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Sun May 21, 2017, 08:13 AM

The answer to the coming 'Robot Revolution'? Universal Basic Income!

With an impending robot revolution expected to leave a trail of unemployment in its wake, some Silicon Valley tech leaders think they have a remedy to a future with fewer jobs — free money for all.

It’s called universal basic income, a radical concept that’s picking up steam as a way to provide all Americans with a minimum level of economic security. The idea is expensive and controversial — it guarantees cash for everyone, regardless of income level or employment status. But prominent tech leaders from Tesla CEO Elon Musk to Sam Altman, president of Mountain View-based startup accelerator Y Combinator, are proponents.

“We should make it so no one is worried about how they’re going to pay for a place to live, no one has to worry about how they’re going to have enough to eat,” Altman said in a recent speech at the Commonwealth Club in San Francisco. “Just give people enough money to have a reasonable quality of life.”

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That means a mother living on the poverty line would get the same amount of free cash as Facebook founder Mark Zuckerberg, Widerquist said. But Zuckerberg’s taxes would go up, canceling out his basic income payment.

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Much more at: http://www.santacruzsentinel.com/article/NE/20170520/NEWS/170529965

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Reply The answer to the coming 'Robot Revolution'? Universal Basic Income! (Original post)
yallerdawg May 2017 OP
bagelsforbreakfast May 2017 #1
Herb Spence Dec 2017 #2
yallerdawg Dec 2017 #3
Herb Spence Dec 2017 #4
yallerdawg Dec 2017 #5

Response to yallerdawg (Original post)

Sun May 21, 2017, 08:15 AM

1. +10000000 n/m

 

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Response to yallerdawg (Original post)

Thu Dec 7, 2017, 12:31 PM

2. This is why we deserve to be laughed at sometimes

 

These kinds of ideas are Utopian & simple-minded. There are simple realities of the human condition which we ignore at our peril. You can’t possibly guarantee that no one will go hungry or be out of a place to live, because some people are simply self-destructive & will not do well for themselves even if you hand them a guaranteed check every week. Still others will choose not to work, or to work less than they otherwise would, because they’re given a free sum of money each week. In fact many people would react like that. It’s a simple fact; whatever amount is guaranteed each week will be factored into decisions to work; if I’m guaranteed $300/week, then a job offering me $500/week will instead be looked at as offering only $200/week. People would choose to work less, productivity will drop, less to go around, we’re all poorer, government would eventually resort to rationing. What we need to fight for is genuine socialism. Socialize the means of production. Anything less is just messing up the free enterprise system more & making the working class poorer.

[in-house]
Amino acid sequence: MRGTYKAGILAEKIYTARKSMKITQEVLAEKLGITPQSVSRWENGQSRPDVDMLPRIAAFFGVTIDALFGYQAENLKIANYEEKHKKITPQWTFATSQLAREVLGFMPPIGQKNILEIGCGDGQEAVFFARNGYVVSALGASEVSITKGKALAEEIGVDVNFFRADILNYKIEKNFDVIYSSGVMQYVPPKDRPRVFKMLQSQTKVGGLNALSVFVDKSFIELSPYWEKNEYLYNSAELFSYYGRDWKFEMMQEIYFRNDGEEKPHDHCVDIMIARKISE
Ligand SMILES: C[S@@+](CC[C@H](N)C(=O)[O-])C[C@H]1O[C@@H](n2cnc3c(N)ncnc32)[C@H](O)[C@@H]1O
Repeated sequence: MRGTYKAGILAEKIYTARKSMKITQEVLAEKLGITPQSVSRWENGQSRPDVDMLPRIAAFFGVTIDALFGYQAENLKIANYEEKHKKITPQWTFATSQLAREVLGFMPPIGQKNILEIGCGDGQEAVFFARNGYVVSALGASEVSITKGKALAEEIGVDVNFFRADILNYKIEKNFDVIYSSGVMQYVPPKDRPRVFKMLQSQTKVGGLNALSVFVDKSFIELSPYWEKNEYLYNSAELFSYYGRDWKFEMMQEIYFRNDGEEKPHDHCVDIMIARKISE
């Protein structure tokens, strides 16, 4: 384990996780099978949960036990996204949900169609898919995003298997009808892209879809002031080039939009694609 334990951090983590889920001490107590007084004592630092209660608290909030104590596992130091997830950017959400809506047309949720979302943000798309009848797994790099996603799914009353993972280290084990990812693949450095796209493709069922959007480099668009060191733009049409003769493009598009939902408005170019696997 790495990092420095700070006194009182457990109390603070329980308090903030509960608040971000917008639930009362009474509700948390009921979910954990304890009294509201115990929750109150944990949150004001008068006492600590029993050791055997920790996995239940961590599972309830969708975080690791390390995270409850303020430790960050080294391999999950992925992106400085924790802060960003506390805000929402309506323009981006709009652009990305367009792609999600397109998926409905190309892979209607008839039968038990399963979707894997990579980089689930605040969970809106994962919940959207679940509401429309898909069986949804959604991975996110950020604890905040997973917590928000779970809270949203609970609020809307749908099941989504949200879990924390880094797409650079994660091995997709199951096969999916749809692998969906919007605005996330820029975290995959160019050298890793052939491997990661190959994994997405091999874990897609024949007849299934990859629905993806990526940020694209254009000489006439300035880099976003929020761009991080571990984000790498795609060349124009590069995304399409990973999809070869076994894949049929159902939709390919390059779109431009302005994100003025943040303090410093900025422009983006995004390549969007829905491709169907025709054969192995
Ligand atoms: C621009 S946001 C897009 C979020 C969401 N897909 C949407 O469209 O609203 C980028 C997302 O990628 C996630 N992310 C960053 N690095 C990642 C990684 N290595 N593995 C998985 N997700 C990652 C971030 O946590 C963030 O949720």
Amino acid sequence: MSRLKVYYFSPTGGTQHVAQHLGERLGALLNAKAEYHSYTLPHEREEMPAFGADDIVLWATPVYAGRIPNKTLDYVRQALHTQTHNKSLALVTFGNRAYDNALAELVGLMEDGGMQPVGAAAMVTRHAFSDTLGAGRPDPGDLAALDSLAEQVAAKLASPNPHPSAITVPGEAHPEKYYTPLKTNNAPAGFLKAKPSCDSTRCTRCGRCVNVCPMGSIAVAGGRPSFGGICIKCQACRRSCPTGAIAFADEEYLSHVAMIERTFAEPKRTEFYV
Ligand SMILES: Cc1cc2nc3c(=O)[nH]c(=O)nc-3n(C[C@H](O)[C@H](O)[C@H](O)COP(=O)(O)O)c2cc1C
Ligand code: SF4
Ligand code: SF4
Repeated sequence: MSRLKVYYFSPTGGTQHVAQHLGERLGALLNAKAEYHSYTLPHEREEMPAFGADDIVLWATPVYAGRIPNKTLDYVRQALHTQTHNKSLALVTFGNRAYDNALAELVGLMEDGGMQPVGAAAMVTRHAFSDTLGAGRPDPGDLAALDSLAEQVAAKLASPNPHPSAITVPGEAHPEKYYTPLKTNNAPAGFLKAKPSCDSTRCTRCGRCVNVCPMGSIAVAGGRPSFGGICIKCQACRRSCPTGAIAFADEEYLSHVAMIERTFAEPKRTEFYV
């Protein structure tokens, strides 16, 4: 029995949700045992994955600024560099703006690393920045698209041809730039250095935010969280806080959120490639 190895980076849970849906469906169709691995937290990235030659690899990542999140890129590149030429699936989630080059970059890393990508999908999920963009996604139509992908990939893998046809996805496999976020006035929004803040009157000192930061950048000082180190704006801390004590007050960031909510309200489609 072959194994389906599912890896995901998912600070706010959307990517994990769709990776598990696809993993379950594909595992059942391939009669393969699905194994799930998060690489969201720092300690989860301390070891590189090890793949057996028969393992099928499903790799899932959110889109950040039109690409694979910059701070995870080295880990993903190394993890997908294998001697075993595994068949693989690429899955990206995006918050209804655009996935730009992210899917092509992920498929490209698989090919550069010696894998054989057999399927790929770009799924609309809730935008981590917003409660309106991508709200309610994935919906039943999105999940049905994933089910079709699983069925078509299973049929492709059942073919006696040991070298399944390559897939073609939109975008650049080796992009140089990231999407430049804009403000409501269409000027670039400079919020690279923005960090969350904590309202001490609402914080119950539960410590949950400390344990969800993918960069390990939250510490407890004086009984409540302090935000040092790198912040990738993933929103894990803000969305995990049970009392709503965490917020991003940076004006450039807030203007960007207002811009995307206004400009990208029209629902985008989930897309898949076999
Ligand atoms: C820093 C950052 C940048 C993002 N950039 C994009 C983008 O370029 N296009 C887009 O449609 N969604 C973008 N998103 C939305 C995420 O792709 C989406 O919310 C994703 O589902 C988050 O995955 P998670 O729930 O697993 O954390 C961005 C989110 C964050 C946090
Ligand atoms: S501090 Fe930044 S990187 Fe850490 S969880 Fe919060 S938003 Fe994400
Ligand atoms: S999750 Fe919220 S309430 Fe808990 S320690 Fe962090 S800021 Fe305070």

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Response to Herb Spence (Reply #2)

Thu Dec 7, 2017, 01:58 PM

3. "Utopian and simple-minded?"

You do understand that technology, automation and robotics are changing the need for labor - the need for us.

We have fewer people in manufacturing, but produce more than ever!

You have a very pessimistic, capitalistic-oriented outlook on what people do.

A basic income is where we start. You think it is human nature to not want more?

Welcome to Democratic Underground?

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Response to yallerdawg (Reply #3)

Fri Dec 8, 2017, 03:02 PM

4. Technophobes are the new Luddites

 

Tech & automation is changing the kinds of labor demanded; but it’s not diminishing the demand for labor as such. People who worry about the economic effects of labor-saving technology are falling into the same kind of fallacy as the Luddites hundreds of years ago. The specific errors boil down to: thinking of “jobs” as ends in & of themselves, as if work is performed for its own sake; and thinking as if there is a fixed, finite number of jobs to be done. In truth, work is a means to an end (consumption), & so long as there are human wants & needs as yet unsatisfied (i.e., for the duration of human existence) there is work to be done, jobs to be had.
I don’t have a pessimistic outlook at all (I don’t know what you mean by “capitalistic” outlook; I don’t subscribe to polylogism). I have an educated & realistic outlook. People respond to incentives. When you change the incentive structure, you will affect behavioral outcomes. Obviously not everyone responds the same way. But if you’re gonna try to deny that if everyone is given a guaranteed “basic income” many would respond by working less or perhaps not at all, then you’re engaged in magical thinking & you’re only going to hurt our movement.

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Response to Herb Spence (Reply #4)

Fri Dec 8, 2017, 04:14 PM

5. You need to freshen up your education.

We are being replaced at ever-accelerating rates.

The owners and financiers ( see "income inequality" ) are reaping all the benefits.

It has all stagnated because production is equal to the ability to pay for consumption.

Are you not aware of the inevitable failings of the capitalist system?

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